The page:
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Jazz Review : Hubbard As Vital As Ever

October 25, 1986|A. JAMES LISKA

It was standing room only and they were three deep at the bar to hear trumpeter Freddie Hubbard usher in the 20th anniversary at Donte's on Thursday evening.

Perhaps ironically, it was about 20 years ago that Hubbard, a player heavily influenced by the '50s leading trumpet man, Clifford Brown, was the jazz trumpet star (having, to some extent, replaced Miles Davis). In the '70s he was supplanted by Woody Shaw; in the '80s it's been Wynton Marsalis. But the current Hubbard, a durable and enduring jazz figure, backed by a quintet of fine young players, is as vibrant and vital a player as he was when he broke new jazz ground with Art Blakey two decades ago.

Hubbard opened his four-tune set Thursday with a Blakey chestnut, "Thermo." With the three-horn front line of trumpet, tenor sax and trombone, the sextet recalled both the patented hard-bop spirit of the Jazz Messengers and the more mellow flavor offered by the same generation's Art Farmer, Benny Golson and Curtis Fuller. Both ways--hard and fast, smooth and slack--the formula worked.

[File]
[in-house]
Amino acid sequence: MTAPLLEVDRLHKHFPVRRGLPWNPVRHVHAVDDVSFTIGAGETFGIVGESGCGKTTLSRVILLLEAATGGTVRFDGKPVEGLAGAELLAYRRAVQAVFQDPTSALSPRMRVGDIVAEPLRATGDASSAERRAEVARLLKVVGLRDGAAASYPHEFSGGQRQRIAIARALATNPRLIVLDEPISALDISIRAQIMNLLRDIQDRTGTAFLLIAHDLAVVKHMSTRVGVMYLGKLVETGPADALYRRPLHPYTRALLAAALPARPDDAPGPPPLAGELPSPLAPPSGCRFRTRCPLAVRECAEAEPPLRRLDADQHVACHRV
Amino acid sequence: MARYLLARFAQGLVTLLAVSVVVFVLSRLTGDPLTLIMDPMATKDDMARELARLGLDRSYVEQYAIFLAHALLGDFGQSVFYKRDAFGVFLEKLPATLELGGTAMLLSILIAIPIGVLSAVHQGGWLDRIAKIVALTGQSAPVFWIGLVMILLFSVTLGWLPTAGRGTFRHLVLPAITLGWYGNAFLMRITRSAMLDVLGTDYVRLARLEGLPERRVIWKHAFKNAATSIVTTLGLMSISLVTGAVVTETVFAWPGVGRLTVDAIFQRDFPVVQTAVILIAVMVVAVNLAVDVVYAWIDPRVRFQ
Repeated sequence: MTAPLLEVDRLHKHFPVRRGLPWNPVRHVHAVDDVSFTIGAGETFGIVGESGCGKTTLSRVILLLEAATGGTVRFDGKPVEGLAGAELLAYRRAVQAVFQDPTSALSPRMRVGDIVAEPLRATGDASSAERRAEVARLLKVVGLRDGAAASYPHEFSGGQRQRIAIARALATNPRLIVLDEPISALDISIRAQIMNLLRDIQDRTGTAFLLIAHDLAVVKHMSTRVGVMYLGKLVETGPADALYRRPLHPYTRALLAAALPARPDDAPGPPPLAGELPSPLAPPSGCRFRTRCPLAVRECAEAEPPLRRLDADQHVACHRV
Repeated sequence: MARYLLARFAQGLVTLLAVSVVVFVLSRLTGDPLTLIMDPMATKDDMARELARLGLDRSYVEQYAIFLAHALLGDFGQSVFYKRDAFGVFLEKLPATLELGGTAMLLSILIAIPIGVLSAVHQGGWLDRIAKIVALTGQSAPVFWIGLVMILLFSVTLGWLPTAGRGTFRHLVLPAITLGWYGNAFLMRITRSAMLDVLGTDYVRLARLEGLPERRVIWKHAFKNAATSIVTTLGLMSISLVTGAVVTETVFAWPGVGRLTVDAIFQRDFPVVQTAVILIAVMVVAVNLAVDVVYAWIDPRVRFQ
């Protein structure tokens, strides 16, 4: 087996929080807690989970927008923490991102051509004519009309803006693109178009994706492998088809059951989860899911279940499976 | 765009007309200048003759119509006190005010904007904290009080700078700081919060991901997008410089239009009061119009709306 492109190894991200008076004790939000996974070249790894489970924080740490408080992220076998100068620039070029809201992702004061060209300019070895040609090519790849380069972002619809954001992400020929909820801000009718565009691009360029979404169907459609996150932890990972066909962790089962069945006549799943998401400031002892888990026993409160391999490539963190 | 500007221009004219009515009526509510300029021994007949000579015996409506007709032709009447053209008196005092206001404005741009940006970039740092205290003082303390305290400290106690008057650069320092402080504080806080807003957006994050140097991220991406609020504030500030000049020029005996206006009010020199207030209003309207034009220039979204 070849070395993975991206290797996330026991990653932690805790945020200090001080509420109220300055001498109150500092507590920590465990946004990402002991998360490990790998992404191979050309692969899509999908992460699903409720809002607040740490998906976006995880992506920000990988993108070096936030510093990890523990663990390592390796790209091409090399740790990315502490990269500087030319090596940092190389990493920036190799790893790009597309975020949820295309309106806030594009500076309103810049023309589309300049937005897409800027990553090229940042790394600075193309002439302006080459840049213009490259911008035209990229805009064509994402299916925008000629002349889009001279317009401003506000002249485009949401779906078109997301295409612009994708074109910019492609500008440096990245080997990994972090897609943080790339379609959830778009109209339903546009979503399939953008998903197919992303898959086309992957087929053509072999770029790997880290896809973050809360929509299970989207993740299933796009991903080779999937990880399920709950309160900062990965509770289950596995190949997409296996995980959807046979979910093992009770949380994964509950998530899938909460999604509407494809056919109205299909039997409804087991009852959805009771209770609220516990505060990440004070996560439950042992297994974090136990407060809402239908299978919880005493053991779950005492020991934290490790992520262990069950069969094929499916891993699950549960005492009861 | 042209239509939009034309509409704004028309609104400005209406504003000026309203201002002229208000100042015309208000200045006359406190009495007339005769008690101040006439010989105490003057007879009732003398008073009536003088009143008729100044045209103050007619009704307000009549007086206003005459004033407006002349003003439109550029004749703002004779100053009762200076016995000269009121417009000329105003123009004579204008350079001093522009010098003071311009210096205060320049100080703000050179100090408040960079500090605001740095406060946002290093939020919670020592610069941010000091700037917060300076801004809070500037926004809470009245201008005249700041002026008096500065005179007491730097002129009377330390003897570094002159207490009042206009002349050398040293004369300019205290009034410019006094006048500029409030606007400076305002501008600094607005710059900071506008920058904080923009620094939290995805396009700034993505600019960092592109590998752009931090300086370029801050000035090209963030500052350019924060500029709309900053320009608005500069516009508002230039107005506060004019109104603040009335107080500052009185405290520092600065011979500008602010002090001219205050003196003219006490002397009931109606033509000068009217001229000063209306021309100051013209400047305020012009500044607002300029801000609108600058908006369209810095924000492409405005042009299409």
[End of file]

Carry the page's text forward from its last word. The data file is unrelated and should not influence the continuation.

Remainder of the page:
Saxophonist Bob Sheppard added a further dimension. With his outside approach and hard-edged style, he recalled the singing spirit of John Coltrane when Hubbard was in that fold. Hardly a copyest though, Sheppard showed himself to be an extraordinary talent who could have been better served than by the subsequent "Superblue," a funky rock piece by Benard Ighner. He then served up a funky plate of inconsequential solo outings.

The weak link in the post-bop chain was drummer Ralph Penland. An otherwise capable player, Penland overplayed his welcome, dashing and crashing with reckless abandon. When in his place as rhythmic accompanist, he was fine; given a free rein, he bucked and reared to no avail.

Trombonist Phil Ranelin had a particularly good moment on the closing "One of a Kind," though he misread the acoustics on "Superblue" and came off terrifically muddled. Pianist John Beasley turned in some good work throughout the set, though his synthesized moments on "One of a Kind" were superfluous to the group's efforts.

Bassist John B. Williams turned in a brilliant performance, soaring neatly and providing needed support to the group's efforts.

Hubbard was at his best on an evocative rendition of Erroll Garner's "Misty." The timeless classic gained new life and Hubbard deftly danced his way around the melody, to join spirit and new life from each note.

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